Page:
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Opinion: How to handle an unsolicited offer for your business

While it is exciting and flattering to get the call, how you handle the process can make a big difference in the outcome

There has been plenty written about what to do when you plan to sell your business in an auction process on the open market. What is less explored is what you should do when you are contacted by someone seeking to buy your business when you didn’t have plans to sell.

While it is exciting and flattering to get the call, how you handle the process can make a big difference in the outcome.

If you decide to seriously engage with an unsolicited offer, our core advice is to find a way to assert control over the process by creating a structure. This will give you the best chance to get a fair price and good deal terms.

While every situation is unique, there are certain things that you should be aware of when it comes to dealing with unsolicited offers to buy your business:

Who is the purchaser?

You might be contacted directly by an interested party or by an outside consultant hired to represent them in a buy-side search. Conversely, a consultant may approach you, looking to represent you in a sale. Sometimes who the purchaser is might be obvious, other times it can be hard to tell who the contact is representing.

Purchasers can include private equity platforms and financial or strategic investors. Regardless of who they are, they are likely already familiar with the M&A process, which gives them an advantage in negotiations and outcomes. To level the playing field, it is important to prepare both yourself and your organization to maximize your value on the best terms.

Know your value

Knowing the value of your business will help you gauge whether the price you are offered is fair or whether you need to negotiate a higher price. Chartered Business Valuators (CBVs) are well positioned to advise on this and to produce a formal business valuation or pricing analysis.

Control the process

When you are the party being approached, versus when you take the initiative, it is important for you to exert control over the deal. If you do not yourself have experience in selling a business, it is a smart idea to engage financial and legal advisors with demonstrated experience in M&As.

Here is one way the process can go:

Initial Contact

Once a purchaser reaches out to you, if you are interested, we suggest both parties sign a non-disclosure agreement (NDA) to protect their interests. These negotiations can be an indication of how future interactions play out.

Once an NDA is signed, the next step is to arrange a short meeting to assess fit. This is a good time for you to share some general information about the business, including scale and profitability. After, we would advise that you request a high-level range of what the purchaser is willing to pay. Moving forward with discussions only makes sense if their offer matches your expectations.

Timeline and milestones

To keep everyone focused and on track, we recommend nailing down a timeline with concrete milestones that will help both parties determine whether the process should continue or be terminated at each stage.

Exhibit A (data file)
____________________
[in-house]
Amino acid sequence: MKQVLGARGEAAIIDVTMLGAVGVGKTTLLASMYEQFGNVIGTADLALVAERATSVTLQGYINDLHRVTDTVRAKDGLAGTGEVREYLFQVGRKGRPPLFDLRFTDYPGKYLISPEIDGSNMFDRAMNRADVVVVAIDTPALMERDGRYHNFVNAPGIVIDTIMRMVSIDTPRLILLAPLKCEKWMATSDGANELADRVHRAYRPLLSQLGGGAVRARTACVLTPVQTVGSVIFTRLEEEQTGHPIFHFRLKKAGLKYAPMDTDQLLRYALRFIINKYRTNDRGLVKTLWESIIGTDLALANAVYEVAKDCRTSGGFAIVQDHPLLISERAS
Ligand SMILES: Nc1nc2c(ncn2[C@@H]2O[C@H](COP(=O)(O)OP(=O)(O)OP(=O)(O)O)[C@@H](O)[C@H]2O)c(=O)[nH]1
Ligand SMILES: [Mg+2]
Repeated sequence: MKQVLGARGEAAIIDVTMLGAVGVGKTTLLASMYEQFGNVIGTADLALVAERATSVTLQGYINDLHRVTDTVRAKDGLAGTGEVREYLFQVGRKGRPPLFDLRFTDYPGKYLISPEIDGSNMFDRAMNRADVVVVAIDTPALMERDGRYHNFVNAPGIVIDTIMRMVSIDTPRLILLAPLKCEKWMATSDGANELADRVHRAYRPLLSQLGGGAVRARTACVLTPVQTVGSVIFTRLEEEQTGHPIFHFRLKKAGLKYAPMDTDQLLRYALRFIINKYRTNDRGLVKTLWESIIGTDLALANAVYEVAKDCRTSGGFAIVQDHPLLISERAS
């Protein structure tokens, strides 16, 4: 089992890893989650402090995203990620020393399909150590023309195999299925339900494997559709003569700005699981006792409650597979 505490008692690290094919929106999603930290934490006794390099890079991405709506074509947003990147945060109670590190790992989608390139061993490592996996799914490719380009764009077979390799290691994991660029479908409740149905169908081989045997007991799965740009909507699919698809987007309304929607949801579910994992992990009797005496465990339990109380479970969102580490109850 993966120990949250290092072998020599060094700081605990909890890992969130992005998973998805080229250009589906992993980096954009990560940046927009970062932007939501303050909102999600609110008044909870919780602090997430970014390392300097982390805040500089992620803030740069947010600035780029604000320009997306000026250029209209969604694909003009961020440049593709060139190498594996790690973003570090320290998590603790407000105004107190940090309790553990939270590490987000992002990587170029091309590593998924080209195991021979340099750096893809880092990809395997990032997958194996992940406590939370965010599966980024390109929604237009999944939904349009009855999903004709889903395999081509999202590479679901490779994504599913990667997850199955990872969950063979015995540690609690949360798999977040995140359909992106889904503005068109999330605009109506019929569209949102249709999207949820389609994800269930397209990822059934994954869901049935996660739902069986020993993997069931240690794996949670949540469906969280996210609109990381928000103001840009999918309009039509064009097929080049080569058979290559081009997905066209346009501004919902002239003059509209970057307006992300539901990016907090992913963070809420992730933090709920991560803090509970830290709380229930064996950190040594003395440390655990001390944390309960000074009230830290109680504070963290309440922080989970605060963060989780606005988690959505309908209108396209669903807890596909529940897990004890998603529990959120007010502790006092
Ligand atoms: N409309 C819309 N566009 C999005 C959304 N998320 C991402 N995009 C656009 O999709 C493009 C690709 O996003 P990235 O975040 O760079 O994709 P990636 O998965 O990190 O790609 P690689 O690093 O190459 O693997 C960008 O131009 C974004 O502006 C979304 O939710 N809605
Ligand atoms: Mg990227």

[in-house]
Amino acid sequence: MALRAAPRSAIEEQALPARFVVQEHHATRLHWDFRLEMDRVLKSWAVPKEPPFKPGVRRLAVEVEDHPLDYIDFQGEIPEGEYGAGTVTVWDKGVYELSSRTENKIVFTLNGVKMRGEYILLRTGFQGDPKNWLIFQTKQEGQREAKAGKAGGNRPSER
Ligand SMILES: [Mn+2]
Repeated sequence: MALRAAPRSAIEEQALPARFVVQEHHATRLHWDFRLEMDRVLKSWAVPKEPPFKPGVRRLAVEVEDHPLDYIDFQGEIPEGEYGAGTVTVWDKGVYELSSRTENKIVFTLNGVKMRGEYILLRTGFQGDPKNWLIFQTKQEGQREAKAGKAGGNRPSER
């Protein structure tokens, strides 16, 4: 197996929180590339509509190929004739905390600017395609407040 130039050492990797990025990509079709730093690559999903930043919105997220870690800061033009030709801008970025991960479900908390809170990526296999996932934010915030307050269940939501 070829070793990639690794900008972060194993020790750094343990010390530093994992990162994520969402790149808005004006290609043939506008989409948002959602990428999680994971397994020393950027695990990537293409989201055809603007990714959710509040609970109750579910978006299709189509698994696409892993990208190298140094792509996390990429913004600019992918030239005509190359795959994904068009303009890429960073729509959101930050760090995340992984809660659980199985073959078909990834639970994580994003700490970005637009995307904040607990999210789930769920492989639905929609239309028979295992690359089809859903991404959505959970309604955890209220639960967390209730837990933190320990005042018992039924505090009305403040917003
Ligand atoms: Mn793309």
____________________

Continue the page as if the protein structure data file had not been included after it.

Sharing of information

The next step is to work toward creating a letter of intent (LOI). For this, the purchaser will generally ask to see some specific information. It is important for you, at this stage, to assess what is appropriate to share, especially in terms of any proprietary or customer information. With that said, you must provide enough detail for the purchaser to provide a meaningful offer. In our experience, the best information packages at this stage are concise and reference aspects of the business that would impact the potential purchaser’s interest and pricing.

Letter of Intent

After the purchaser has reviewed the information provided, negotiations on an LOI begin. There are different approaches to this; we prefer the LOI to contain most (if not all) the provisions that will materially impact the deal, including both business and legal terms. While the LOI is not binding (i.e., legally enforceable), it serves as the basis for the actual sale agreement.

Confirming due diligence and sales agreement

Though a lot remains to be done, by this point the price and business terms should effectively have been finalized. Next steps would include confirmatory due diligence, where the purchaser validates the information provided, followed by corporate record and tax information review and the drafting of the purchase and sale agreement. We cannot stress enough how important it is to have a good M&A lawyer for these processes.

As you can see, selling a business is a complex process with many interconnected steps. While unsolicited offers can help bypass the process of finding a purchaser, they still require effort and time to achieve optimal results.

The information presented above is a limited list of considerations in a sales process. It is important to have qualified and experienced representatives on your team. At Smythe Advisory, we specialize in valuing businesses and managing M&A processes. If you’re interested in knowing more, please reach out to a member of our team today.

  • Arthur Klein is a manager and M&A advisor with Smythe LLP, a leading professional services firm with locations in Vancouver, Langley and Nanaimo, B.C. visit